10 Korean Rock Bands You Should Know

While Korean rock music has been largely overshadowed in recent years by the vibrant world of K-pop idols and the burgeoning mainstream Korean hip-hop scene, that’s not to say the genre has little to offer in comparison. In fact, there are many hidden (as well as not-so-hidden) gems within the Korean rock realm, some of which have been slowly but surely gaining popularity both domestically and internationally. Will K-rock ever overtake K-pop? Seems unlikely. Even so, you’re missing out if you aren’t listening to Korean rock bands. Read on to find some bands that are a must for new and inveterate K-rock fans alike.

Please also note that while I adore bands like DAY6, The Rose, N.Flying, and so on, I’ve opted to highlight groups that are a bit further removed from the K-pop scene instead. You shouldn’t sleep on any of the more mainstream or idol-like bands either, though, because they’re just as fantastic as the ones I’ve included here.

SURL

Winners of the 2018 Shinhan Card Rookie Award, SURL have quickly been carving out a space for themselves in Korea’s rock scene over the past couple of years, and given their catchy songs, superb musicianship, and overwhelming talent, SURL is sure to continue to charm listeners near and far for years to come. I mean, how can one not be mesmerized by the way in which the gorgeous melodic guitar lines seamlessly intertwine with the singer’s warm vocals? Plus, SURL knows a thing or two about creating imaginative music videos.

Nell

Would any K-rock list be complete without Nell and their gloomy, often psychedelic sound? Even if you aren’t familiar with this band, there’s a good chance you’ve at least heard one of their songs: “Time Spent Walking Through Memories,” which has been covered by numerous K-pop idols, including NCT’s Doyoung, INFINITE’s Sunggyu, and Girls’ Generation’s Taeyeon. This critically acclaimed group has been credited with playing an integral part in shaping Korea’s rock genre, with many fellow rock artists having cited Nell as a source of musical inspiration and influence.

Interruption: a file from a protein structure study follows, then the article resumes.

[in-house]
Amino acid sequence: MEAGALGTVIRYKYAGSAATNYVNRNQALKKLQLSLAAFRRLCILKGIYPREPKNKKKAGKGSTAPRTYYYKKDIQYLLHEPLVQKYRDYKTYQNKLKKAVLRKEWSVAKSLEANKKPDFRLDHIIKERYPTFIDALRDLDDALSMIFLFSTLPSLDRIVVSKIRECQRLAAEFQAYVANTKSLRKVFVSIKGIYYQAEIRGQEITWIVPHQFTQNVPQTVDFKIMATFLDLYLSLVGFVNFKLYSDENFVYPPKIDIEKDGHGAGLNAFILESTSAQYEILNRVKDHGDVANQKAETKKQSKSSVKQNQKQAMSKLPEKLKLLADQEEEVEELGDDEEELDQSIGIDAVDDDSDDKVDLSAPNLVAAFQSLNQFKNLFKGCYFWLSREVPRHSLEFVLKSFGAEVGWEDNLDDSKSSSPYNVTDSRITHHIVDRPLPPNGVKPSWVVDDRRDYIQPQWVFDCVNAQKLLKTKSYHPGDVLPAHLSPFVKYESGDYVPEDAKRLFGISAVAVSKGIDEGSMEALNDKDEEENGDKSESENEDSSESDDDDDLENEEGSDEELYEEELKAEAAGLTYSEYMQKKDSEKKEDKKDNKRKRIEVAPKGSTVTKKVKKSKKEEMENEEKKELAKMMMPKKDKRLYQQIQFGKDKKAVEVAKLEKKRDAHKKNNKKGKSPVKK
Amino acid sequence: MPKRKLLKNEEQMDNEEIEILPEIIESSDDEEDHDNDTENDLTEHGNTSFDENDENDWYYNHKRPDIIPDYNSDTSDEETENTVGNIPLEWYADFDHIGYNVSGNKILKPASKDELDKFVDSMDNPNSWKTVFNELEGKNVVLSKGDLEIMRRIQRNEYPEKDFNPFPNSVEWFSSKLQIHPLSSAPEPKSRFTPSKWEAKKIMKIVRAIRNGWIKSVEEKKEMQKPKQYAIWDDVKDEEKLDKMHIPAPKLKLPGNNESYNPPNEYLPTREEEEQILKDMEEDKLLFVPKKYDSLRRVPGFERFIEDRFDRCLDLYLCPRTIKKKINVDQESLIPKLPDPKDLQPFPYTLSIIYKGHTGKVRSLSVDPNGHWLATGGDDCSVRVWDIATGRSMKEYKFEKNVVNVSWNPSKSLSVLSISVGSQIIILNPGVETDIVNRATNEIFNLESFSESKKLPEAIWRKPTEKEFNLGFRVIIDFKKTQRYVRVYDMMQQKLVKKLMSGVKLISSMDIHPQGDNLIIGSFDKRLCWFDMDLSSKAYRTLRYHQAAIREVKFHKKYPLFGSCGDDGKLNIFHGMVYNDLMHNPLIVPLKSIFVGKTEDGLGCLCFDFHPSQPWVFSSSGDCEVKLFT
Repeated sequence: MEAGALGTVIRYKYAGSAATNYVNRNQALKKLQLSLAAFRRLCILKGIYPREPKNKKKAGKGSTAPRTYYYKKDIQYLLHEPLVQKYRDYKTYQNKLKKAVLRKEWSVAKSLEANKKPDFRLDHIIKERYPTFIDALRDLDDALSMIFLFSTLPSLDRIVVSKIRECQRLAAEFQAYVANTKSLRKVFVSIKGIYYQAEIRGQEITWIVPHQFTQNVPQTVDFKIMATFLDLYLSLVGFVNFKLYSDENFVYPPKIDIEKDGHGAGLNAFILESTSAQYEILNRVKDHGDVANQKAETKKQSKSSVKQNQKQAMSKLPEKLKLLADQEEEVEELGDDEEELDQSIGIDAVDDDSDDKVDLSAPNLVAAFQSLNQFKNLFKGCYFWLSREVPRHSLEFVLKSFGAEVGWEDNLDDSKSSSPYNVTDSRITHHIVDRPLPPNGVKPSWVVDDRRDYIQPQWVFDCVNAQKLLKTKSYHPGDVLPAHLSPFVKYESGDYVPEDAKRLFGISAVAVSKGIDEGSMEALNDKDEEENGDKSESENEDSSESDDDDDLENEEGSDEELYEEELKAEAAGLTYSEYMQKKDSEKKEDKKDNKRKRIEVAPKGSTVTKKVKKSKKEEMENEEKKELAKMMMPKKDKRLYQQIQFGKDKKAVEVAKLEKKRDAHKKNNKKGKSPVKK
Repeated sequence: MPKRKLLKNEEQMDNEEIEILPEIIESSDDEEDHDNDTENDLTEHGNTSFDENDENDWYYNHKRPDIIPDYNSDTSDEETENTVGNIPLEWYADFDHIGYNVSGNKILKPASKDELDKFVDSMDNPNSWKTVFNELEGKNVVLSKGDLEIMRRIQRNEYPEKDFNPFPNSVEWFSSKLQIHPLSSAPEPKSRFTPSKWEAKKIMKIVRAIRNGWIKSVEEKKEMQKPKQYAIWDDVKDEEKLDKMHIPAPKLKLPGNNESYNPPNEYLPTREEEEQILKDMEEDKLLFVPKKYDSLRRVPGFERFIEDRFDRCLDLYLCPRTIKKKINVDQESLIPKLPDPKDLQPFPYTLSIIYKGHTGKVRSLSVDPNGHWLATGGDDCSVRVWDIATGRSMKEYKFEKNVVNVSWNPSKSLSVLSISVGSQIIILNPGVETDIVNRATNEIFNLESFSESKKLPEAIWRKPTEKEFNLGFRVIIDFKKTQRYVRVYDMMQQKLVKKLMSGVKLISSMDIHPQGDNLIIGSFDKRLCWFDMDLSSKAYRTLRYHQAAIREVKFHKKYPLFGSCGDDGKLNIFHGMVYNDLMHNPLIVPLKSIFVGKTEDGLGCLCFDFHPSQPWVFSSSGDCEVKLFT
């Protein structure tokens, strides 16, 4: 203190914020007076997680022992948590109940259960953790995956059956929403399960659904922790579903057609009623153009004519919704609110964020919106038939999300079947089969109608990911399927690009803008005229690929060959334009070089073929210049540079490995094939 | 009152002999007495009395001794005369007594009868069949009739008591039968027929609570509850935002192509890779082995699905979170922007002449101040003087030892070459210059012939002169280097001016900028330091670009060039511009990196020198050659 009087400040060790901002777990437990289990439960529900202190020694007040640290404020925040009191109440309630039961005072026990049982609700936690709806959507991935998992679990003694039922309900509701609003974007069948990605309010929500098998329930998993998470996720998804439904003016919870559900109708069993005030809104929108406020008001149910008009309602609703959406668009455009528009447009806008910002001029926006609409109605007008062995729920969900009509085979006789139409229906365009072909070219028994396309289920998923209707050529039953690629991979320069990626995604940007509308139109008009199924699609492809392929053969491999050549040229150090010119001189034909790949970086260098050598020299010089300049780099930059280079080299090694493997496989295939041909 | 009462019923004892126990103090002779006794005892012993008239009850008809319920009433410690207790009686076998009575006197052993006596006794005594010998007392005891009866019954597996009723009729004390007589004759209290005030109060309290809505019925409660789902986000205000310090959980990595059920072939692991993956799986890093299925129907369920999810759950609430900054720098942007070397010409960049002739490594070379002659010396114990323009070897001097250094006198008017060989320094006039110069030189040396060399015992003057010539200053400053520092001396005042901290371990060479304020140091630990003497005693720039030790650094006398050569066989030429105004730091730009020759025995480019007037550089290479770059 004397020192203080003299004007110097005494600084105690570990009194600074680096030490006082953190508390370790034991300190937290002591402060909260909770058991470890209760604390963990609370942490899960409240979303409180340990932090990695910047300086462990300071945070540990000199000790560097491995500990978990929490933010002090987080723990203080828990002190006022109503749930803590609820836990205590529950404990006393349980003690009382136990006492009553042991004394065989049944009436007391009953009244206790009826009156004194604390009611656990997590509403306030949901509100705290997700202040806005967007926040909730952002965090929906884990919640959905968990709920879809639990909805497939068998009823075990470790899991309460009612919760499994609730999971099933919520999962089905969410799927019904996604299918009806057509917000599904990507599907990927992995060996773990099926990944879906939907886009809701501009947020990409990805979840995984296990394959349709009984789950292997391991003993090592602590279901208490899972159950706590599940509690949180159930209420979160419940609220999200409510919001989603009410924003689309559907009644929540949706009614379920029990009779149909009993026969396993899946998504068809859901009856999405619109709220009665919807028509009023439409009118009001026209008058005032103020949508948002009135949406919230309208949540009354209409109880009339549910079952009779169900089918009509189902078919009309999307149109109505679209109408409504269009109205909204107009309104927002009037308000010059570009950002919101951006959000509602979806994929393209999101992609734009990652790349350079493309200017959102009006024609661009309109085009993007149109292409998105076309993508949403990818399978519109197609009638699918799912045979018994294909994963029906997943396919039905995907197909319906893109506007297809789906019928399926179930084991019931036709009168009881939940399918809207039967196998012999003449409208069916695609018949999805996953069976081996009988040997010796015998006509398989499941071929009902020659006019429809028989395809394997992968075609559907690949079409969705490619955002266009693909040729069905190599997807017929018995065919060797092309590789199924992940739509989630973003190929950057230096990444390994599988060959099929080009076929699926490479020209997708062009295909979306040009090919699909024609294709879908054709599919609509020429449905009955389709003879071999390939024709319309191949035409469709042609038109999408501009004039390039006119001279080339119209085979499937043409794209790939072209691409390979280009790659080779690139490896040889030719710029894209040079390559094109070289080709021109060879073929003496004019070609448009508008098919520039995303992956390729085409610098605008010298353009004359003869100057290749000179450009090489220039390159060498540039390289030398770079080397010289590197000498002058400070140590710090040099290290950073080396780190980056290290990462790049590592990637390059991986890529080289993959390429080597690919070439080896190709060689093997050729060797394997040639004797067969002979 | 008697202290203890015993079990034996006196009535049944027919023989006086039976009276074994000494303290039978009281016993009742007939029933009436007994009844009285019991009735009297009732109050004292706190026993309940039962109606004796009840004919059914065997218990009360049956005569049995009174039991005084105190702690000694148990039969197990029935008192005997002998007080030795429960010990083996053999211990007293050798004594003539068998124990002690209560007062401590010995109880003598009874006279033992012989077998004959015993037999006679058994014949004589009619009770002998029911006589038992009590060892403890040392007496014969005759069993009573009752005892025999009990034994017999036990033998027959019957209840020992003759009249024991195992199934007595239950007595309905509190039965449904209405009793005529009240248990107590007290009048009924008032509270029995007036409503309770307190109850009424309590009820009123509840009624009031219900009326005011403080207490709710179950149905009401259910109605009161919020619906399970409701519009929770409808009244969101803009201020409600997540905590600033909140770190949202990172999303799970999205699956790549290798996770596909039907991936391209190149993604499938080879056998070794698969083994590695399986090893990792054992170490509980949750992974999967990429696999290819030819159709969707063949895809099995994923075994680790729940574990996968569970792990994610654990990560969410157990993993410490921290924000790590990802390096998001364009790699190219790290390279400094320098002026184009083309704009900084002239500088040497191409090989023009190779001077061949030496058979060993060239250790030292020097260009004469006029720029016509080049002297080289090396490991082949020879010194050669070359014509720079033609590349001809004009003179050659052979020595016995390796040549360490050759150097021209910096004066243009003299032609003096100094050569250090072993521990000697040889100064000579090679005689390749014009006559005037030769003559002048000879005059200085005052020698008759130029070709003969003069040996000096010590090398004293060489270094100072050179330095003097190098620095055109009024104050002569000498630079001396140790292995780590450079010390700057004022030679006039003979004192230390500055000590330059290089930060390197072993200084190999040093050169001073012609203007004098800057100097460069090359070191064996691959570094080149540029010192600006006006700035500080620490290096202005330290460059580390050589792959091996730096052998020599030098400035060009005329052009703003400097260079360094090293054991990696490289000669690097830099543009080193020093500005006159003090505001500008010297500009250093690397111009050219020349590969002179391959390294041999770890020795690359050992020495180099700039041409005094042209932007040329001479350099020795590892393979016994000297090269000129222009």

Jaurim

Jaurim is an alternative rock band with over two decades of experience under their belt and a clear liking for the styles of artists like The Cranberries and Alanis Morissette. Though they were criticized as lacking originality when they initially began to cement themselves in the Korean rock world, they’ve long since developed a breadth and depth to their music that, despite still sounding very reminiscent of external sources, is somehow uniquely Jaurim.

O.O.O

O.O.O (which stands for Out of Office) is an indie band with a lot of character and a distinctive sound, making them one of my personal favorites. I especially love O.O.O for their lead guitarist’s phenomenal riffs, which he always makes look so effortless. Plus, one can’t help but be drawn in by O.O.O’s rich vocals, particularly when it comes to the band’s softer, more pensive tracks, such as “Drunk Again.”

Hyukoh